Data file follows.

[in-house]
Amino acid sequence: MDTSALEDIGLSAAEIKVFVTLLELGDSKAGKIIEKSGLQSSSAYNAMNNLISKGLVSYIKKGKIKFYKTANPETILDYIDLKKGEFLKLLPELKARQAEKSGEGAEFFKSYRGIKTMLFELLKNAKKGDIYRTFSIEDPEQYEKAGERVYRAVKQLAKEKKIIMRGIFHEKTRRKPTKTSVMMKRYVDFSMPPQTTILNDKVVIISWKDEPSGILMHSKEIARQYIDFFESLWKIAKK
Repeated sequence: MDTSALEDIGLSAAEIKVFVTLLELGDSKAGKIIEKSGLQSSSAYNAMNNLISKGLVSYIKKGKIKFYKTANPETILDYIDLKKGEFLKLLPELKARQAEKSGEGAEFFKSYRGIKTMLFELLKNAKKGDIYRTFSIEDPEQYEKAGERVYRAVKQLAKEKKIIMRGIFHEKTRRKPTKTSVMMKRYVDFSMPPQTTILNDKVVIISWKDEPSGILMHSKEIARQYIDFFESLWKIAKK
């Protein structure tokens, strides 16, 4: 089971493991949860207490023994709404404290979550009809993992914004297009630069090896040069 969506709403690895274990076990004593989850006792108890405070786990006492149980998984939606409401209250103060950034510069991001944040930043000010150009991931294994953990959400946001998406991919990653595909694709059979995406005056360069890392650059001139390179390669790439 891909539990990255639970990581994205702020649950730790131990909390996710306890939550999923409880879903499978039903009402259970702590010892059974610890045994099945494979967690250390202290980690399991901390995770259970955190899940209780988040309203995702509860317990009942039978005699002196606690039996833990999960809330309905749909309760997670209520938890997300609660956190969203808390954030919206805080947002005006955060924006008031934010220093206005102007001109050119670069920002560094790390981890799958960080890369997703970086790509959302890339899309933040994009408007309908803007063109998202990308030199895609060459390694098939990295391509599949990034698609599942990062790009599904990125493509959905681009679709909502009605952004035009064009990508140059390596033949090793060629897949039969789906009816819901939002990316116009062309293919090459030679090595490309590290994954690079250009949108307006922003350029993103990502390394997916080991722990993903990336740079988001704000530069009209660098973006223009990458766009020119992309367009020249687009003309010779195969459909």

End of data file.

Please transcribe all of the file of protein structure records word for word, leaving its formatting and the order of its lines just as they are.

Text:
[in-house]
Amino acid sequence: MDTSALEDIGLSAAEIKVFVTLLELGDSKAGKIIEKSGLQSSSAYNAMNNLISKGLVSYIKKGKIKFYKTANPETILDYIDLKKGEFLKLLPELKARQAEKSGEGAEFFKSYRGIKTMLFELLKNAKKGDIYRTFSIEDPEQYEKAGERVYRAVKQLAKEKKIIMRGIFHEKTRRKPTKTSVMMKRYVDFSMPPQTTILNDKVVIISWKDEPSGILMHSKEIARQYIDFFESLWKIAKK
Repeated sequence: MDTSALEDIGLSAAEIKVFVTLLELGDSKAGKIIEKSGLQSSSAYNAMNNLISKGLVSYIKKGKIKFYKTANPETILDYIDLKKGEFLKLLPELKARQAEKSGEGAEFFKSYRGIKTMLFELLKNAKKGDIYRTFSIEDPEQYEKAGERVYRAVKQLAKEKKIIMRGIFHEKTRRKPTKTSVMMKRYVDFSMPPQTTILNDKVVIISWKDEPSGILMHSKEIARQYIDFFESLWKIAKK
């Protein structure tokens, strides 16, 4: 089971493991949860207490023994709404404290979550009809993992914004297009630069090896040069 969506709403690895274990076990004593989850006792108890405070786990006492149980998984939606409401209250103060950034510069991001944040930043000010150009991931294994953990959400946001998406991919990653595909694709059979995406005056360069890392650059001139390179390669790439 891909539990990255639970990581994205702020649950730790131990909390996710306890939550999923409880879903499978039903009402259970702590010892059974610890045994099945494979967690250390202290980690399991901390995770259970955190899940209780988040309203995702509860317990009942039978005699002196606690039996833990999960809330309905749909309760997670209520938890997300609660956190969203808390954030919206805080947002005006955060924006008031934010220093206005102007001109050119670069920002560094790390981890799958960080890369997703970086790509959302890339899309933040994009408007309908803007063109998202990308030199895609060459390694098939990295391509599949990034698609599942990062790009599904990125493509959905681009679709909502009605952004035009064009990508140059390596033949090793060629897949039969789906009816819901939002990316116009062309293919090459030679090595490309590290994954690079250009949108307006922003350029993103990502390394997916080991722990993903990336740079988001704000530069009209660098973006223009990458766009020119992309367009020249687009003309010779195969459909």